My Lords, we have already heard how too many people and families are struggling with unaffordable housing and homelessness. More than 1 million families remain on the housing waiting list as we speak. There is a clear need to build more affordable homes in the medium term but that is not as easy as it sounds. In England last year, only 163,000 new homes were completed and only 32,000 of them were classed as affordable. That was the lowest number for 24 years. In many cases, those houses were priced at levels we would not regard as affordable for many families.
I support my noble friend Lord Smith in the points he made about the restoration of the local authority’s role as a builder and provider of housing of all sorts and in all tenures—particularly focusing on affordable homes. I want to draw attention to three issues I think need to be sorted in the short term, making reference to the findings of last year’s ad hoc Select Committee on National Policy for the Built Environment, where all three of those points were highlighted.
First is that wonderful and quaint proposition on planning with which we struggle: a viability test. It is absolutely clear that, in a planning sense, local authority targets to achieve affordable housing are not being met. I believe one of the significant reasons for that is the frequent undermining effect that developers produce by using viability assessments to argue down the numbers of affordable homes they will build, subsequent to the original planning permissions being granted and the original number of affordable homes agreed. It is a David and Goliath contest: developers have sharp-suited lawyers with sharp elbows, but planning authorities are depleted, not only in the number of planners but the skills they have. They are no match, quite frankly, for developers.
I welcome the Government’s consideration of helping planning authorities by allowing them to charge increased fees, but that is moving far too slowly and we need a rapid progression of the commitment to allow councils to increase planning fees by 20%. We also need a commitment to allow every council the flexibility to increase planning fees by up to 40% while a fair and transparent scheme of local fee setting is tested. We simply cannot continue at our current pace, otherwise we will continue to see these unequal struggles on viability between planning authorities and developers.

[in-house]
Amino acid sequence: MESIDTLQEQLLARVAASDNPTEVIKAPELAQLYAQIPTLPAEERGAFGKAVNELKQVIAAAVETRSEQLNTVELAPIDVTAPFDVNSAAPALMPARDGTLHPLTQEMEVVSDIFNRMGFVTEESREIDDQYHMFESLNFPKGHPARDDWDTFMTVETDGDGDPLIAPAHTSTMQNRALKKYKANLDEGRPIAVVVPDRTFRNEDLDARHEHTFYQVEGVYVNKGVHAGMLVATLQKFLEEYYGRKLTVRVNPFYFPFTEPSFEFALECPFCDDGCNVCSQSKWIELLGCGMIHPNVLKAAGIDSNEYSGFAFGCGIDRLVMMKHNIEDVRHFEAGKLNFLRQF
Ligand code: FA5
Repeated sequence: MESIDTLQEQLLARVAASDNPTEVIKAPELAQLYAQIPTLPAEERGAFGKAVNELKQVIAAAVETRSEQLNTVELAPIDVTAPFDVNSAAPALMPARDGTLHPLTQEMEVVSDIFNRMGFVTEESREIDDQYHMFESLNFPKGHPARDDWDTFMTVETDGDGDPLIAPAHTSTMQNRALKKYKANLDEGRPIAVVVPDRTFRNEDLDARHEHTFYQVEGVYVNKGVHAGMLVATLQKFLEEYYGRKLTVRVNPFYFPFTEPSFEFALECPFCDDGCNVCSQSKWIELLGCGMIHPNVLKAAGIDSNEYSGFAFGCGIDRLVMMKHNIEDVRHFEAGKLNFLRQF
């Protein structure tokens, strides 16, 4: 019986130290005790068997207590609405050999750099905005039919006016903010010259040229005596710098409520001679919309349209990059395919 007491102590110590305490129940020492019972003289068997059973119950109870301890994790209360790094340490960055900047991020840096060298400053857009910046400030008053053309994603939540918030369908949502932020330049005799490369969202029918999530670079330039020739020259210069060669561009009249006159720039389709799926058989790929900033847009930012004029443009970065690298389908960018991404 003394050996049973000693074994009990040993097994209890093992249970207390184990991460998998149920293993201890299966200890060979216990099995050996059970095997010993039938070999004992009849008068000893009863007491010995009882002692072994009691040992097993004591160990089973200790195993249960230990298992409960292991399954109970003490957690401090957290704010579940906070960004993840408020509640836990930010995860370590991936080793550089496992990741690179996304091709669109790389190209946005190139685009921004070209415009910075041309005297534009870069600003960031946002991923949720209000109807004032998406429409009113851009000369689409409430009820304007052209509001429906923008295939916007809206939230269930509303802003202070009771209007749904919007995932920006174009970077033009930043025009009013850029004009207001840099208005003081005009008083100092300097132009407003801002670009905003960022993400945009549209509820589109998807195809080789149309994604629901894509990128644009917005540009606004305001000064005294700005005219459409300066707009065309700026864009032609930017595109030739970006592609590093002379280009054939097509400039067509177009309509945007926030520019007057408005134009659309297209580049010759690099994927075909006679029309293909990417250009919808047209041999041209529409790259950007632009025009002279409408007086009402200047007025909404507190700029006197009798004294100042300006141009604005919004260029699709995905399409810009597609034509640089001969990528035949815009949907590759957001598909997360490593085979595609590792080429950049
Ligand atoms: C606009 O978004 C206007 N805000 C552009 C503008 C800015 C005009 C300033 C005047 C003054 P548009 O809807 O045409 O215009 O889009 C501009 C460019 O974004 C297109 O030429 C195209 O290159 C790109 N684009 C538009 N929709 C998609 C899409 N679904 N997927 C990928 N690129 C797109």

I was pleased to be part of the Select Committee on National Policy for the Built Environment. Almost every witness we saw raised the current operation of the viability test as an issue, so we need to do something about it. I urge the Government, first, to introduce complete transparency in viability assessments. Currently, they are not public documents. Developers say that they are commercially confidential. That may be the case in the initial stages where land assembly is still taking place, but the reality is that once that has happened there is nothing commercially confidential about them. Yet they are still not in the public domain. The viability process needs to take place in the open so that local communities have at least half a chance of understanding the reasons behind reductions in affordable housing and challenging the calculations that result in developers reneging on their undertakings to provide affordable homes as part of their planning permission.
Secondly, the viability test should become an exception rather than the rule. It is almost the rule now that a developer will go back and argue under the viability test that they can no longer provide the public goods that were agreed. I recognise that the Government are pondering a minimum affordable homes requirement of 10% in all planning applications above a certain size, but that does not say anything about the post hoc reneging and renegotiating which the viability test currently allows.
Building more homes will impact on land take on green fields, green belt and the environment. Local authorities feel deeply under the cosh to meet housing targets. The Government have introduced severe penalties for local authorities which do not provide adequate plans for housing targets or deliver them. That takes away their decision-making rights, it allows developers a free rein on development anywhere and it removes access to special funds. For obvious reasons, local authorities are now considering easy greenfield sites, often with poor infrastructure, poor transport and poor employment access, rather than more difficult, piecemeal, previously developed land and urban infill where there is better access to services. If I had a pound for every “garden village” that makes me want to throw up in my handbag, I would be a very rich woman, because they are neither gardens nor villages; they are lightly disguised new settlements inappropriately plonked in the middle of the English countryside providing individuals with no access to infrastructure, schools and transport. We have to do something about that.
We must not see affordable housing as a dash for the bottom. People need affordable houses, not cheap and nasty houses. We are currently providing the smallest houses in Europe. We need a minimum standard for housing. There is huge dissatisfaction with quality. The Select Committee indicated that there had been a sharp decline in the number of developments that undertook design review. Support and encouragement for design review has been diluted and left to local authorities, which cannot afford it. Affordable housing must not mean a dash to build cheap, mean, little houses in poorly designed neighbourhoods with insufficient access to employment, affordable transport, schools and health facilities. They will rapidly become our future slums. We need to learn from the past.